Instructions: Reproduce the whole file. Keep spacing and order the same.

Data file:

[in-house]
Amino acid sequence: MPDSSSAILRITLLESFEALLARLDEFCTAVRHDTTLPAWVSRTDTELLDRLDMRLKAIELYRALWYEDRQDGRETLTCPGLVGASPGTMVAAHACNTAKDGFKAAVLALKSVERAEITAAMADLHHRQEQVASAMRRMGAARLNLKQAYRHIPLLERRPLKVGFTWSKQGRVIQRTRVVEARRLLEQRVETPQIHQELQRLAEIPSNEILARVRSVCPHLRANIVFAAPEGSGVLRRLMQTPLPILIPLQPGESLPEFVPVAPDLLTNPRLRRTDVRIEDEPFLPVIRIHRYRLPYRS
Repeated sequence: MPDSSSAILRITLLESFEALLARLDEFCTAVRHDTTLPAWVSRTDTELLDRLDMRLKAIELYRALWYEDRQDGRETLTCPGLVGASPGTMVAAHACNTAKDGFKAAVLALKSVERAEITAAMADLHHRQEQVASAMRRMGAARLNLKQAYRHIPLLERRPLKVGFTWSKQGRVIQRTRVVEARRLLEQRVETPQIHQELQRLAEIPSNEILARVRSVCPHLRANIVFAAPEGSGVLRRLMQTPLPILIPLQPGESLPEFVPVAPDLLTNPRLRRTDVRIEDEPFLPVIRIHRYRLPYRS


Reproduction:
[in-house]
Amino acid sequence: MPDSSSAILRITLLESFEALLARLDEFCTAVRHDTTLPAWVSRTDTELLDRLDMRLKAIELYRALWYEDRQDGRETLTCPGLVGASPGTMVAAHACNTAKDGFKAAVLALKSVERAEITAAMADLHHRQEQVASAMRRMGAARLNLKQAYRHIPLLERRPLKVGFTWSKQGRVIQRTRVVEARRLLEQRVETPQIHQELQRLAEIPSNEILARVRSVCPHLRANIVFAAPEGSGVLRRLMQTPLPILIPLQPGESLPEFVPVAPDLLTNPRLRRTDVRIEDEPFLPVIRIHRYRLPYRS
Repeated sequence: MPDSSSAILRITLLESFEALLARLDEFCTAVRHDTTLPAWVSRTDTELLDRLDMRLKAIELYRALWYEDRQDGRETLTCPGLVGASPGTMVAAHACNTAKDGFKAAVLALKSVERAEITAAMADLHHRQEQVASAMRRMGAARLNLKQAYRHIPLLERRPLKVGFTWSKQGRVIQRTRVVEARRLLEQRVETPQIHQELQRLAEIPSNEILARVRSVCPHLRANIVFAAPEGSGVLRRLMQTPLPILIPLQPGESLPEFVPVAPDLLTNPRLRRTDVRIEDEPFLPVIRIHRYRLPYRS